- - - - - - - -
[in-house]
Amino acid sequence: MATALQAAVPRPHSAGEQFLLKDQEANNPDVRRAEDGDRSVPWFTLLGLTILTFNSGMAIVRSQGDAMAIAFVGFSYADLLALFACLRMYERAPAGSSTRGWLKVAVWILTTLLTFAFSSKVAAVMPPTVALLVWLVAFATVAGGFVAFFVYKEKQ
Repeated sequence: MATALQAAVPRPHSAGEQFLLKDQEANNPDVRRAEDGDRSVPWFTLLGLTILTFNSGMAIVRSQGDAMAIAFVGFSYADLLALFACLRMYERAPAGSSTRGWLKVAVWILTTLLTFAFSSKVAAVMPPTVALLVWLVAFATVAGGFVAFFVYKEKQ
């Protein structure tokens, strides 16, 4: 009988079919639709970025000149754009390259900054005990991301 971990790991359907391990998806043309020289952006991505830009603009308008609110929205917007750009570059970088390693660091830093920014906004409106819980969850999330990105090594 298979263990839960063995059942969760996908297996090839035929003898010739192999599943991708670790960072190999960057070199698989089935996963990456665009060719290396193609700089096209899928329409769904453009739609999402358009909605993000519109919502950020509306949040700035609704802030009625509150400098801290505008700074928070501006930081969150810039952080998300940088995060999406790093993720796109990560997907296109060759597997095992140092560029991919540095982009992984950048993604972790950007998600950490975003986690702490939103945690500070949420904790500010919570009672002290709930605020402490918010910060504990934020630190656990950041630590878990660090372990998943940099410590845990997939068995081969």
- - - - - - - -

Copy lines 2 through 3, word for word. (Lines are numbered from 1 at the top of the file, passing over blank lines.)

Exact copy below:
Amino acid sequence: MATALQAAVPRPHSAGEQFLLKDQEANNPDVRRAEDGDRSVPWFTLLGLTILTFNSGMAIVRSQGDAMAIAFVGFSYADLLALFACLRMYERAPAGSSTRGWLKVAVWILTTLLTFAFSSKVAAVMPPTVALLVWLVAFATVAGGFVAFFVYKEKQ
Repeated sequence: MATALQAAVPRPHSAGEQFLLKDQEANNPDVRRAEDGDRSVPWFTLLGLTILTFNSGMAIVRSQGDAMAIAFVGFSYADLLALFACLRMYERAPAGSSTRGWLKVAVWILTTLLTFAFSSKVAAVMPPTVALLVWLVAFATVAGGFVAFFVYKEKQ